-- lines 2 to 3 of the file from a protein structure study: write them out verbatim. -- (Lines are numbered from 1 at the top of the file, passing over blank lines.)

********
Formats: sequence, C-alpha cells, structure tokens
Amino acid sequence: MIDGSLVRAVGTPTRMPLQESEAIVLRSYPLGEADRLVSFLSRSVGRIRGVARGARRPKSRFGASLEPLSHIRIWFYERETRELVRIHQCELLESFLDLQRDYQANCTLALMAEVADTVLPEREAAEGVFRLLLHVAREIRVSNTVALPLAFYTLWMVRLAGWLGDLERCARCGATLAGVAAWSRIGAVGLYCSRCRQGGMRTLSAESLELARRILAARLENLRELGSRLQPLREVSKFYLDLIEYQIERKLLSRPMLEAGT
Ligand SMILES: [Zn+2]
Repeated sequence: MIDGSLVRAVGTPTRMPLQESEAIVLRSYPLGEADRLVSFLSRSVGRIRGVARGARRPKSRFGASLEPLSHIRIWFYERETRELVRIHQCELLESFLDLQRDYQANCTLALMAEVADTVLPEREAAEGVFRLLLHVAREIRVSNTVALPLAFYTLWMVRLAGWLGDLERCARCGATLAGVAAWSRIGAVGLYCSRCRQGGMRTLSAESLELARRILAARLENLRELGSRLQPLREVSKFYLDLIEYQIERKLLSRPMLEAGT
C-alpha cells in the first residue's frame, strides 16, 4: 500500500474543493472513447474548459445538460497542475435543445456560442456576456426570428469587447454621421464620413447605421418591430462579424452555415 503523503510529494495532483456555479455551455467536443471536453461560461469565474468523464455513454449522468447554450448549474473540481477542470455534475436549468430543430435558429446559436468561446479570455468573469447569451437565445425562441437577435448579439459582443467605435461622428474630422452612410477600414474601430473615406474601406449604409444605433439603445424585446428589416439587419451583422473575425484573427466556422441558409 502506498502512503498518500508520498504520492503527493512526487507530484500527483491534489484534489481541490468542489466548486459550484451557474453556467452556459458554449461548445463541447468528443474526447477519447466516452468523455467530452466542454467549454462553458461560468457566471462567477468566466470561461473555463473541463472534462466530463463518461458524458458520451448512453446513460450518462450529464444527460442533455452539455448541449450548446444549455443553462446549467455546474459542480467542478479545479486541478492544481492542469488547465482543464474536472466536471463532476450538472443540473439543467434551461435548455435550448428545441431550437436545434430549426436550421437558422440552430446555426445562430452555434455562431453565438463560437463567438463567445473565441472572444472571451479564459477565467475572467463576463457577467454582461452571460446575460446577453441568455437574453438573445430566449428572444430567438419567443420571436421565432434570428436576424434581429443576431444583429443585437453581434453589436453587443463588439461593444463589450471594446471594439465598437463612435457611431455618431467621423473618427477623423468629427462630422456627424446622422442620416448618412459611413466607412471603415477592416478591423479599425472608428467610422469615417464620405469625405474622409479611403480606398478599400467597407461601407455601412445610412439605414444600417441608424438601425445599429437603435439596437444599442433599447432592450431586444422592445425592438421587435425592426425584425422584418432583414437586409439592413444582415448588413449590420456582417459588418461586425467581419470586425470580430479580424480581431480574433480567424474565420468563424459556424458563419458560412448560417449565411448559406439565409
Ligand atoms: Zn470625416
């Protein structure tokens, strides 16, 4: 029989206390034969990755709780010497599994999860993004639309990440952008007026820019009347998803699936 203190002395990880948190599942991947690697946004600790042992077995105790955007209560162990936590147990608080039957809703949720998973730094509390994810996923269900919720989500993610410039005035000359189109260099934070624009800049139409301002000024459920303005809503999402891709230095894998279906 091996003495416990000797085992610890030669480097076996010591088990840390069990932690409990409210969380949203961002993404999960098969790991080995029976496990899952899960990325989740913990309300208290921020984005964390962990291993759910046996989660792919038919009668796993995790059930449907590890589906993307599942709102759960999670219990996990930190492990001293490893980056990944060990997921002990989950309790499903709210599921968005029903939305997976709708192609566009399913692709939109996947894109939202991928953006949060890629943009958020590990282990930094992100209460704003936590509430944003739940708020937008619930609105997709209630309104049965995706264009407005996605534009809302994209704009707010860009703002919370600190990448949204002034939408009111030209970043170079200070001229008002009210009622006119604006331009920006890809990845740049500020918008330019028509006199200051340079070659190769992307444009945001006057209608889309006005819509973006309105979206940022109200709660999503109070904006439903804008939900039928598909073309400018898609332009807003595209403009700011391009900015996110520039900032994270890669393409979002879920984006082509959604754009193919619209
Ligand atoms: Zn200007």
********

Amino acid sequence: MIDGSLVRAVGTPTRMPLQESEAIVLRSYPLGEADRLVSFLSRSVGRIRGVARGARRPKSRFGASLEPLSHIRIWFYERETRELVRIHQCELLESFLDLQRDYQANCTLALMAEVADTVLPEREAAEGVFRLLLHVAREIRVSNTVALPLAFYTLWMVRLAGWLGDLERCARCGATLAGVAAWSRIGAVGLYCSRCRQGGMRTLSAESLELARRILAARLENLRELGSRLQPLREVSKFYLDLIEYQIERKLLSRPMLEAGT
Ligand SMILES: [Zn+2]